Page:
Kids today: You can’t sell them anything

A 22-year-old recent college graduate went with her mom to an industry conference and sat in on a discussion about youth marketing. She watched as a trio of middle-aged panelists lectured on the likes and dislikes of millennial consumers.

A few hours later she still couldn’t hide her annoyance: “I wanted to get up and shout at them. I wanted to say, ‘If you want to really know what my life is like, ask me.’”

It reminded me of a conversation I’d had with my own 20-year-old daughter a few weeks earlier. I was working on an assignment for a youth-oriented brand and had tossed out the names of celebrities and singers I believed would resonate with the target audience. “No offense, Dad,” my daughter said, “but all those names are people someone your age thinks someone my age would like.” Ouch.

It was a good, if painful, point. Though it’s our kids who are heading back to school, there’s evidence that it’s actually those of us in marketing who really need an education.

Brands that want to continue to have paying customers need to figure out how to market  to the next generation. The problem is this: When putting millennials under a microscope we’re in danger of treating them as an alien life form instead of people like us.

We’ve already reduced the generation to a series of clichés:

They’re entitled, addicted to texting and technology, and impossible to reach. “If we bank on hyperbole like that from consultants, we’re dead,” said Ross Martin in a recent speech.

Ross runs Scratch, a unit of Viacom that helps marketers interpret and act on the insights the company has into the habits of its young audience. It’s a gig that recently landed him on the front page of The New York Times in a story about how General Motors is reinventing its products, processes, and marketing to be relevant to millennials, who as a whole don’t romanticize driving the way previous generations did. “They are literally transforming our business and yours, right before our eyes,” Ross said.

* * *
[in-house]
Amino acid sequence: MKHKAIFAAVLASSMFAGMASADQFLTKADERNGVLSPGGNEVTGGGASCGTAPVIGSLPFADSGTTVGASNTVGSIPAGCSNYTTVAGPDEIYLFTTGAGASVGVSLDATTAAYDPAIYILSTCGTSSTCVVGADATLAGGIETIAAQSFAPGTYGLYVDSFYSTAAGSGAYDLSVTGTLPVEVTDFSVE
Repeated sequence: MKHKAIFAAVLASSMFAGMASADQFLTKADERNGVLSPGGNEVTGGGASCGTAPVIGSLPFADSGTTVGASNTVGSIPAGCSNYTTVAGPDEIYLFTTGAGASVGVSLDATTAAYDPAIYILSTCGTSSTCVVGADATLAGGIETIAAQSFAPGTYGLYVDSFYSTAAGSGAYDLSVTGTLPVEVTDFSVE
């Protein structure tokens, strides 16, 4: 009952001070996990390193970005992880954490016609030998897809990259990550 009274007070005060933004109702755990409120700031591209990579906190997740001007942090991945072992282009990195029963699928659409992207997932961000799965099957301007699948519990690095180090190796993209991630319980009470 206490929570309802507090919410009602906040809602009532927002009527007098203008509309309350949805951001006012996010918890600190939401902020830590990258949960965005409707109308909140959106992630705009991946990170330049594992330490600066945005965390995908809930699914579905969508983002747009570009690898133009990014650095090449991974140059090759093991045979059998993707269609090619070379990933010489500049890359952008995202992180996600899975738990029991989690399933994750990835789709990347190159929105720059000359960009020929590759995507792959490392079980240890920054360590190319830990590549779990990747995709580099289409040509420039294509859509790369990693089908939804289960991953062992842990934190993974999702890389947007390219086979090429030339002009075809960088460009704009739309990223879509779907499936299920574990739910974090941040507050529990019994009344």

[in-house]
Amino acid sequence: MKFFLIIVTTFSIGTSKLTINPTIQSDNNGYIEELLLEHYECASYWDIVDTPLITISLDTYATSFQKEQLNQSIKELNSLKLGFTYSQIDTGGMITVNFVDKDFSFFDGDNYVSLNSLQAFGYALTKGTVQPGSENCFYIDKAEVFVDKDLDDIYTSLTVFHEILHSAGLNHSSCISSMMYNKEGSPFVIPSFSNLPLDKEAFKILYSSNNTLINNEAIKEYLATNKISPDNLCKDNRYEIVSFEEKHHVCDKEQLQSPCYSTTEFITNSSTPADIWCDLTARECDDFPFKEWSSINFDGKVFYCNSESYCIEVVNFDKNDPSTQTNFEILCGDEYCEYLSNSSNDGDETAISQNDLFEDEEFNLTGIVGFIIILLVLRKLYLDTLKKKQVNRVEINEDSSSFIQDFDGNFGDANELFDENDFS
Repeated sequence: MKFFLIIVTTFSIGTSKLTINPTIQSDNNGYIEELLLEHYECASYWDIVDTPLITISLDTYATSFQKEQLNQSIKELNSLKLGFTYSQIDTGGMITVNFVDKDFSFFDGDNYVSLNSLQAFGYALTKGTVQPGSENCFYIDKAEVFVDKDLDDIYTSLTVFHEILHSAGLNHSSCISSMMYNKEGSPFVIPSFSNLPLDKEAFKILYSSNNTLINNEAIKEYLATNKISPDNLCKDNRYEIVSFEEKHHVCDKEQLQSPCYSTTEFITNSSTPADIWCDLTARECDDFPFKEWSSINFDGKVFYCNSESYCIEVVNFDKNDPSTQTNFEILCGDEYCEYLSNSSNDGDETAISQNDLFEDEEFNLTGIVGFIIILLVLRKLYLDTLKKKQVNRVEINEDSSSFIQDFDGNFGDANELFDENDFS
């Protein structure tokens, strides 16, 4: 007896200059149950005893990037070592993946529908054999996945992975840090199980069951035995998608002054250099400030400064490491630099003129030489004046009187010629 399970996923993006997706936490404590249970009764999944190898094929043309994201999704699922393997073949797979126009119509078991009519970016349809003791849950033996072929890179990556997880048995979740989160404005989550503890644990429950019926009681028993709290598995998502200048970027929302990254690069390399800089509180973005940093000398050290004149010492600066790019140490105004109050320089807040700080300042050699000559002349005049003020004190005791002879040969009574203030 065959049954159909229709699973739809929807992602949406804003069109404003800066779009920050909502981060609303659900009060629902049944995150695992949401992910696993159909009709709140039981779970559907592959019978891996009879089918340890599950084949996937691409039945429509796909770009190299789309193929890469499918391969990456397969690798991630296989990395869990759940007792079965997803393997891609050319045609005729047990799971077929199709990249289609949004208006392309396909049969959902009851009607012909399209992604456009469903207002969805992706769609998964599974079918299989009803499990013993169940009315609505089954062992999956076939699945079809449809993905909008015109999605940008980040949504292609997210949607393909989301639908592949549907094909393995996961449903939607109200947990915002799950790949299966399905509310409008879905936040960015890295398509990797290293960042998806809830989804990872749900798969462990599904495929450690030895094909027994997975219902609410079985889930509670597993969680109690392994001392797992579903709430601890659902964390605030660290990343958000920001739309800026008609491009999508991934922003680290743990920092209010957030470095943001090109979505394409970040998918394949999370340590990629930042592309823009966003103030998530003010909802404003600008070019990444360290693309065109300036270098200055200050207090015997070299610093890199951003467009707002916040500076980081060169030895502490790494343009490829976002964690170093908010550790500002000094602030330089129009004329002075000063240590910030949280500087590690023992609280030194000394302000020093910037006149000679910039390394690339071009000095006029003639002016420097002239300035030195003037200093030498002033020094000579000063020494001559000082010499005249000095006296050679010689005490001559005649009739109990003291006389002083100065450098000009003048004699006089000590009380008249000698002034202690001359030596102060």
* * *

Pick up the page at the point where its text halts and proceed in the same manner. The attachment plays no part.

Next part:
He has quite a lot of evidence on how different millennials are from the rest of us, and why it matters. They move faster, live linked lives, and insist on transparency. Ross also believes that most legacy businesses are ill-equipped to deal with them, which presents a problem—especially since they spend about $900 billion a year.

There are solutions, of course. Ross thinks brands must adapt to a changing marketplace more quickly, respect consumer control, and create experiences their audiences will value. Intrusive marketing and rigid control over messaging no longer fly.

In my view, brand execs also need to get past their fear of this younger generation and learn to treat them like people.

The tools may have changed, but the underlying human truths haven’t. It’s hard to talk to a young person while they’re wearing earbuds, but if you can get them to remove their headphones you’ll find people with the same hopes, dreams, fears, and insecurities that thread through all human story lines. Like every group of young people before them they fall madly in love every 10 days. They like to hang with their friends. They enjoy music.

More than 20 years ago Canadian novelist Douglas Coupland wrote of an “accelerated culture” in his book Generation X, whose title provided the label that was slapped on me and my cohorts. It opened with the line, “I am not a target market,” putting brands on notice that they needed to treat these consumers differently than those who came before them.

Marketers do need to get to know millennials. What they don’t need is to fear them.

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